Cumberland Manor was recently hit with a wrongful death lawsuit alleging it was negligent in the death of former resident, Fred Pittman.
The Cumberland Manor Nursing and Rehabilitation Center is under fire in a lawsuit filed by the family of a former resident, Fred Pittman. According to the suit, Pittman’s death was caused by the facility’s negligence. Specifically, the lawsuit alleges a “staff member at the facility performed a simulated lap dance on the 84-year-old man.” Additionally, staffers allegedly “failed to prevent and treat injuries, manage pain, comply with physician orders and provide adequate food and hydration,” according to the suit that was filed in state Superior Court.
When commenting on the matter, facility administrator Steve Brodt said:
“The complaints of this particular family have been investigated by regulators and found to be unsubstantiated. We will defend any litigation as appropriate…”
Brodt’s statement hasn’t stopped Pittman’s family from seeking justice. In their suit, the family alleges that before his death, Pittman suffered from “malnutrition, dehydration, sepsis, bedsores and weight loss.” The family’s attorney, David R. Cohen, also chimed in and said, “His medical condition degraded quite rapidly within that building.” In fact, shortly before he passed away his condition deteriorated so badly that he was transferred to a hospital for treatment. As part of the suit, Pittman’s family “sought copies of medical charts, nursing records, nurse aides’ records and incident reports related to Pittman’s stay at Cumberland Manor.” The evidence gathered was enough for the family to accuse staff members of the Cumberland Manor Nursing and Rehabilitation Center “of abusing Pittman by allowing a staff member to sit on decedent’s lap (and/or knee) and performing a simulated lap-dance, and/or acted in such a fashion to otherwise embarrass and humiliate decedent.” Cohen said:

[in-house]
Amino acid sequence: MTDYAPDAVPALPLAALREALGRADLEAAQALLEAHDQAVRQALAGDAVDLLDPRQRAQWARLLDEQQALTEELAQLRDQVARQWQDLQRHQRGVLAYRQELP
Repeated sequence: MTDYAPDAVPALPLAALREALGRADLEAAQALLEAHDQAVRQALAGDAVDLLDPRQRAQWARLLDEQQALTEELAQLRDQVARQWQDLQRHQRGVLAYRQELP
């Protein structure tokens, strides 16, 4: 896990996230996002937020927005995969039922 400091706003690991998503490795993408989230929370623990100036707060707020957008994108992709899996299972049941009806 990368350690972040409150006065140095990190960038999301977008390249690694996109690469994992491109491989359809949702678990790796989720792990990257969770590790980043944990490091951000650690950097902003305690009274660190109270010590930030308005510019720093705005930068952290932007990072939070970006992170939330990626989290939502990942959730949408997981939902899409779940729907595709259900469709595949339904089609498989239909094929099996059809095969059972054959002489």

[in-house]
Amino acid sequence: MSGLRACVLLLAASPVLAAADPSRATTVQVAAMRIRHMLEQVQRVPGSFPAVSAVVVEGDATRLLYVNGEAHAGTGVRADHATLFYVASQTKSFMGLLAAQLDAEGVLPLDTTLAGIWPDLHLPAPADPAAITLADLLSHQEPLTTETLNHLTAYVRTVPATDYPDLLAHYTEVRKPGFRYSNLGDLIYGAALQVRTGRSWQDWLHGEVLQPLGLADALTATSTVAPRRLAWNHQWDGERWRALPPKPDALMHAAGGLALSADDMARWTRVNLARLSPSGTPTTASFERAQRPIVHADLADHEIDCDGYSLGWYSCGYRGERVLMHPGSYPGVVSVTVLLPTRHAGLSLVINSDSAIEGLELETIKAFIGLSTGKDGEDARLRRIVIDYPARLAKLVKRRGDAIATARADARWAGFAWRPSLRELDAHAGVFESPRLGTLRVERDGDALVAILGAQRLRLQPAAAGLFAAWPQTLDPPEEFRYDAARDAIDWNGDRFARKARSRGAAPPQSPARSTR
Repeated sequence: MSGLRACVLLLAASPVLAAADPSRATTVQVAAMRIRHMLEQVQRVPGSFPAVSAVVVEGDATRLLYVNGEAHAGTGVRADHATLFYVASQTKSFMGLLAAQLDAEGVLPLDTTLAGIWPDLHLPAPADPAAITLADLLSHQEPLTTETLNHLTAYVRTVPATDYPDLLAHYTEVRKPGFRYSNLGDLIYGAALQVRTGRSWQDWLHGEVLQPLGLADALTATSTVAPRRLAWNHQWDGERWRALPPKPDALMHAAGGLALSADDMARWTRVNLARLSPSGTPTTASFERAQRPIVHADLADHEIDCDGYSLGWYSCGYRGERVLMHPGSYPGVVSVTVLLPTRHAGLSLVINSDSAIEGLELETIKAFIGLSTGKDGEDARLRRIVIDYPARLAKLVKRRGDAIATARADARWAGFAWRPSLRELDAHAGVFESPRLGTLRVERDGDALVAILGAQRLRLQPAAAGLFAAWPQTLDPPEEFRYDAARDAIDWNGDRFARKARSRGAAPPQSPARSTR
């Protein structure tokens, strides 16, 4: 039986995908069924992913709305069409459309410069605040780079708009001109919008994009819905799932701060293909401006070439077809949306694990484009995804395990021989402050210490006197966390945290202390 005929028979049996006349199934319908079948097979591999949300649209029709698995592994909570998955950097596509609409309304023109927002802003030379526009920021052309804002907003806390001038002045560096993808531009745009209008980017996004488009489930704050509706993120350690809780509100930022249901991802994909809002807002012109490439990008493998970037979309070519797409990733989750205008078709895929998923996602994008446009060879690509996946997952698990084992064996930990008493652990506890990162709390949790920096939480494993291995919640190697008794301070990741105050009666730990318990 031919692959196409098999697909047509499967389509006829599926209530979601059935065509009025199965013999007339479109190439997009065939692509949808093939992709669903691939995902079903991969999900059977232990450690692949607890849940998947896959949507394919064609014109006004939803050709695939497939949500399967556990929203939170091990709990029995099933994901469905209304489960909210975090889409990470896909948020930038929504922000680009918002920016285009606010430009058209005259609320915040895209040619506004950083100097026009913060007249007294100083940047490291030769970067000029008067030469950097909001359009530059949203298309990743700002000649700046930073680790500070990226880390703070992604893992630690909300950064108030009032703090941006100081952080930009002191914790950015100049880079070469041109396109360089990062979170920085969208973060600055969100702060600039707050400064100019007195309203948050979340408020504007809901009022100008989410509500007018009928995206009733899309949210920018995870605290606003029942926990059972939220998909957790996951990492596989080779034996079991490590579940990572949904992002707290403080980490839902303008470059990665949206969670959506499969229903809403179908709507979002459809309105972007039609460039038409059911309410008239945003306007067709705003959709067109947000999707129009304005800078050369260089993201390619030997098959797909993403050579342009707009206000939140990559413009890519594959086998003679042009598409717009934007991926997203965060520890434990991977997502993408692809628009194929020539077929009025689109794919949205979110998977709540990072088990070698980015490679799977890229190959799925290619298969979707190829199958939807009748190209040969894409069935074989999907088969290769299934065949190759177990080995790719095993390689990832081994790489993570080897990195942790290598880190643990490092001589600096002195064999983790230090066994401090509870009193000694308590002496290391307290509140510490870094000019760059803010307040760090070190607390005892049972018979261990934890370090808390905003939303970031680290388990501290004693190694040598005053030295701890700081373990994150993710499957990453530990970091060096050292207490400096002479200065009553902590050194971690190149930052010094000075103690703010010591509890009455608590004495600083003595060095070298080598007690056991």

“The state did not substantiate the complaint…The family is very firm in their belief that it did in fact happen. It’s depraved if it did happen.”
Cohen also noted that Cumberland Manor and other nursing homes receive taxpayer dollars to properly care for elderly residents. He said:
“Their whole job is to take care of people who cannot take care of themselves. They’re supposed to keep people safe and keep people fed and hydrated. And they get paid a ton of money to do that.”
As part of the lawsuit, Pittman’s family is seeking punitive and compensatory damages from Cumberland Manor. Cohen also noted that the family hopes the lawsuit will help “save others from similar situations and make nursing homes accountable.” He added:
“It’s important for people to understand that people in nursing homes have rights and New Jersey has a wonderful set of laws that enable people like Mr. Pittman and his estate to pursue their rights.”